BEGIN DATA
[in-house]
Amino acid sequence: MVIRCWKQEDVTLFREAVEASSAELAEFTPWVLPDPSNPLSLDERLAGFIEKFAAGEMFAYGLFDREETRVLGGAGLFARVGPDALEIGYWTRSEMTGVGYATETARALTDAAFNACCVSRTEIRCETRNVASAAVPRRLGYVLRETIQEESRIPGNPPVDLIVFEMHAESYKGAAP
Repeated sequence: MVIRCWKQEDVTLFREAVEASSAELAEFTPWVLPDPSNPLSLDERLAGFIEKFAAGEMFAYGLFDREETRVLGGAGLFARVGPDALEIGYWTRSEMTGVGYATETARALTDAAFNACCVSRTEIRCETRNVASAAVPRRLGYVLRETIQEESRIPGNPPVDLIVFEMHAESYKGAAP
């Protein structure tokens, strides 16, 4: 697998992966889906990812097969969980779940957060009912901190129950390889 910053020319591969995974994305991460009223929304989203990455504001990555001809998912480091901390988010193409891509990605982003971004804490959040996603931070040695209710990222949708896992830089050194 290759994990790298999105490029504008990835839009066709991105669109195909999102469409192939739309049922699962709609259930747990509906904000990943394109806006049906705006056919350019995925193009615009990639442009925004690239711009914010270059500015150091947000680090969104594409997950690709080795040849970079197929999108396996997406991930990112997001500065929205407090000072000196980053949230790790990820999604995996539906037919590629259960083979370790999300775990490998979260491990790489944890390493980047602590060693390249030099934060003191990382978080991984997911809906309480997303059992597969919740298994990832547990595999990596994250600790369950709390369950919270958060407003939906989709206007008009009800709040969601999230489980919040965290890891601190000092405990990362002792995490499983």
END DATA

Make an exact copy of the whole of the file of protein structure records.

[in-house]
Amino acid sequence: MVIRCWKQEDVTLFREAVEASSAELAEFTPWVLPDPSNPLSLDERLAGFIEKFAAGEMFAYGLFDREETRVLGGAGLFARVGPDALEIGYWTRSEMTGVGYATETARALTDAAFNACCVSRTEIRCETRNVASAAVPRRLGYVLRETIQEESRIPGNPPVDLIVFEMHAESYKGAAP
Repeated sequence: MVIRCWKQEDVTLFREAVEASSAELAEFTPWVLPDPSNPLSLDERLAGFIEKFAAGEMFAYGLFDREETRVLGGAGLFARVGPDALEIGYWTRSEMTGVGYATETARALTDAAFNACCVSRTEIRCETRNVASAAVPRRLGYVLRETIQEESRIPGNPPVDLIVFEMHAESYKGAAP
């Protein structure tokens, strides 16, 4: 697998992966889906990812097969969980779940957060009912901190129950390889 910053020319591969995974994305991460009223929304989203990455504001990555001809998912480091901390988010193409891509990605982003971004804490959040996603931070040695209710990222949708896992830089050194 290759994990790298999105490029504008990835839009066709991105669109195909999102469409192939739309049922699962709609259930747990509906904000990943394109806006049906705006056919350019995925193009615009990639442009925004690239711009914010270059500015150091947000680090969104594409997950690709080795040849970079197929999108396996997406991930990112997001500065929205407090000072000196980053949230790790990820999604995996539906037919590629259960083979370790999300775990490998979260491990790489944890390493980047602590060693390249030099934060003191990382978080991984997911809906309480997303059992597969919740298994990832547990595999990596994250600790369950709390369950919270958060407003939906989709206007008009009800709040969601999230489980919040965290890891601190000092405990990362002792995490499983």